 Dividend Income (Tax rate on Qualified Dividends increases to 43.4%)
 Interest Income
 Rental Income
 Royalties
 Short and Long Term Capital Gains
 Passive Income from K-1’s where the taxpayer doesn’t materially
participate
 Gain from the sale of a primary residence (exceeding exclusions)
 Gain from the sale of a 2nd home
7
Affordable Care Act – New Taxes
 Certain Income is exempt from the Act
 Tax-exempt Income on municipal bonds and securities
 Payouts from Regular or Roth IRAs
 Payouts from 401(k) or pension
 Social Security Income
 Life Insurance Proceeds
 Pass-through business income on which taxpayer is
remitting Self Employment taxes
8
Affordable Care Act – New Taxes
 Computation
 The new Medicare tax is computed as 3.8% on the lesser of


1) Investment Income or
2) the excess of AGI over the income threshold
 Example
1
 A joint filer has $400,000 of AGI including $240,000 of W-2
wages and $160,000 of investment income
 Because the excess of AGI over the income threshold ($400,000 $250,000) of $150,000 is less than investment income of $160,000,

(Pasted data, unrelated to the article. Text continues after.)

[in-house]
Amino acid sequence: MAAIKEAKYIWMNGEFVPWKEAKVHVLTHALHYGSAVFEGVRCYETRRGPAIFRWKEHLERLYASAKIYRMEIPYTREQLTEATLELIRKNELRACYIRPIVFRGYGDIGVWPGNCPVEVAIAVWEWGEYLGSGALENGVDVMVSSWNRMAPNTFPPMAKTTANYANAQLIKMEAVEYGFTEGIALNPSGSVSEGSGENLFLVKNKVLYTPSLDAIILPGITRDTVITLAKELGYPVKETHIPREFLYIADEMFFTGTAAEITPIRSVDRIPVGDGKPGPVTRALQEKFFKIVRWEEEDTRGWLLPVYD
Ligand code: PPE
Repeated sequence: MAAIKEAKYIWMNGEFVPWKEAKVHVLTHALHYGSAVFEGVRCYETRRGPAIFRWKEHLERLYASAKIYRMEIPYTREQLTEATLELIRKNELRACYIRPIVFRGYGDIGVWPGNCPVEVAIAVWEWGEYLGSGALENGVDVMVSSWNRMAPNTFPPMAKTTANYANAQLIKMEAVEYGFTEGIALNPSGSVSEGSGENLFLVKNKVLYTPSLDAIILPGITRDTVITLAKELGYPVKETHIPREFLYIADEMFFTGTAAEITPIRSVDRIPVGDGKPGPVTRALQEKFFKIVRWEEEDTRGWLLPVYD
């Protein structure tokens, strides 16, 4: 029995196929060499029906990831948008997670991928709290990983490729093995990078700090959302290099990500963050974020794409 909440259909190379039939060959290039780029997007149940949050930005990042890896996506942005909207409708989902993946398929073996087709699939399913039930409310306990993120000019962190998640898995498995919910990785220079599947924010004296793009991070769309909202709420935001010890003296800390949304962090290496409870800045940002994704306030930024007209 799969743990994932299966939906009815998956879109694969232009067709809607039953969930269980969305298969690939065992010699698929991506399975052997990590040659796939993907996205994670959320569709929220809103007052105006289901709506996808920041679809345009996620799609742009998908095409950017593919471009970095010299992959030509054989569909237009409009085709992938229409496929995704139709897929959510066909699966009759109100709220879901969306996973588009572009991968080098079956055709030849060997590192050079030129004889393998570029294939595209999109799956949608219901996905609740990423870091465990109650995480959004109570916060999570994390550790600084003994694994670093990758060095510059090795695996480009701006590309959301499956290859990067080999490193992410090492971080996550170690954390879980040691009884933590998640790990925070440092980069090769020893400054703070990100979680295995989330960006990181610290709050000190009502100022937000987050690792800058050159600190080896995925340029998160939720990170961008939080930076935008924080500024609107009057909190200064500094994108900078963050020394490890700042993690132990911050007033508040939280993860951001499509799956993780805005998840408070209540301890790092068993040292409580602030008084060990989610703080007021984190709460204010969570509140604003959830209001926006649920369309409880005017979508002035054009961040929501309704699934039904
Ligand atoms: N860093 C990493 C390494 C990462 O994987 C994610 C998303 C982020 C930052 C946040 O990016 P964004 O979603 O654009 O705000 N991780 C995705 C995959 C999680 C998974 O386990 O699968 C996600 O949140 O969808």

the tax is based on excess AGI.
 Additional Medicare tax is $5,700 ($150,000 x 3.8%)
9
Affordable Care Act – New Taxes
 Example
2
 A single filer has W-2 wages of $260,000 and dividend income of
$100,000. AGI equals $360,000.
 Because the excess of AGI over the income threshold ($360,000 -
$200,000) of $160,000 is greater than investment income of
$100,000, the tax is based on investment income.
 Additional Medicare tax is $3,800 ($100,000 x 3.8%)
10
Affordable Care Act – New Taxes
 Example
3
 A single filer has $285,000 of income from the following sources:





IRA payouts of $80,000
Social Security payments of $60,000
Dividend income of $40,000
Long Term Capital Gains of $30,000
Tax Exempt interest income of $75,000
 AGI is $210,000 and Investment Income computed under the Act
is $70,000
 Additional Medicare tax is $380 ($10,000 x 3.8%)
11
Affordable Care Act – New Taxes
 Example
4
 A joint filer purchased a home 30 years ago in New York City
for $250,000 and sells it in 2013 for $2 million. The joint filer
also has W-2 wages of $100,000.